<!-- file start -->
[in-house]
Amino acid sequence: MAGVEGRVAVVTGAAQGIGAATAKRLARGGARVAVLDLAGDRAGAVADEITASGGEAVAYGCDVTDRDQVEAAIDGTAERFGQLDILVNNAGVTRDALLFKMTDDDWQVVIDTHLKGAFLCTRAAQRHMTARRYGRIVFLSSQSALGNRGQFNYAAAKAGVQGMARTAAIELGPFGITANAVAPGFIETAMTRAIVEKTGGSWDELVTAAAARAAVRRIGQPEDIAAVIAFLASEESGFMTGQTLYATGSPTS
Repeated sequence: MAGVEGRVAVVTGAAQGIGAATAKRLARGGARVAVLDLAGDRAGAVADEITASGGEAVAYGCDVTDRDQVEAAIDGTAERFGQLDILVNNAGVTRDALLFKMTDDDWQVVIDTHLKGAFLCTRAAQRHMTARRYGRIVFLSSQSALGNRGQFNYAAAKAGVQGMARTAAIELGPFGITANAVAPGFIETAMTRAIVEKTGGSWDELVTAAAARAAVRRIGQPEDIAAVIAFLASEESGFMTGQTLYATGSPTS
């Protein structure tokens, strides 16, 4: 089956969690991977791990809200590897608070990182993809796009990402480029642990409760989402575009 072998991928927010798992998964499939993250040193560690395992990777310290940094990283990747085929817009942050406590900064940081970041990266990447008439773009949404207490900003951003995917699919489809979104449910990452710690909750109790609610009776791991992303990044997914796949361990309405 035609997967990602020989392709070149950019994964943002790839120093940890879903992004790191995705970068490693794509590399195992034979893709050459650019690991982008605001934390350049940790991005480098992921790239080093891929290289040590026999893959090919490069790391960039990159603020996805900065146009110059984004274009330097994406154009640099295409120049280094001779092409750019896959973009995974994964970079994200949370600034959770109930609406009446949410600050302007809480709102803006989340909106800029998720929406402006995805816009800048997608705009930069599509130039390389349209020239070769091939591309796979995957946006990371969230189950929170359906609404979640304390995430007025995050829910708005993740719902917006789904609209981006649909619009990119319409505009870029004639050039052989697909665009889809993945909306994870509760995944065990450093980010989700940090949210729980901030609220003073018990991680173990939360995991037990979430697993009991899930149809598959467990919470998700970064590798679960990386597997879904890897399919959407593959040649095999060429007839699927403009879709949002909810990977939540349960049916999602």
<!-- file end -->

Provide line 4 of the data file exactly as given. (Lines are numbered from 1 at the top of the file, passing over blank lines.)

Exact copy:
């Protein structure tokens, strides 16, 4: 089956969690991977791990809200590897608070990182993809796009990402480029642990409760989402575009 072998991928927010798992998964499939993250040193560690395992990777310290940094990283990747085929817009942050406590900064940081970041990266990447008439773009949404207490900003951003995917699919489809979104449910990452710690909750109790609610009776791991992303990044997914796949361990309405 035609997967990602020989392709070149950019994964943002790839120093940890879903992004790191995705970068490693794509590399195992034979893709050459650019690991982008605001934390350049940790991005480098992921790239080093891929290289040590026999893959090919490069790391960039990159603020996805900065146009110059984004274009330097994406154009640099295409120049280094001779092409750019896959973009995974994964970079994200949370600034959770109930609406009446949410600050302007809480709102803006989340909106800029998720929406402006995805816009800048997608705009930069599509130039390389349209020239070769091939591309796979995957946006990371969230189950929170359906609404979640304390995430007025995050829910708005993740719902917006789904609209981006649909619009990119319409505009870029004639050039052989697909665009889809993945909306994870509760995944065990450093980010989700940090949210729980901030609220003073018990991680173990939360995991037990979430697993009991899930149809598959467990919470998700970064590798679960990386597997879904890897399919959407593959040649095999060429007839699927403009879709949002909810990977939540349960049916999602």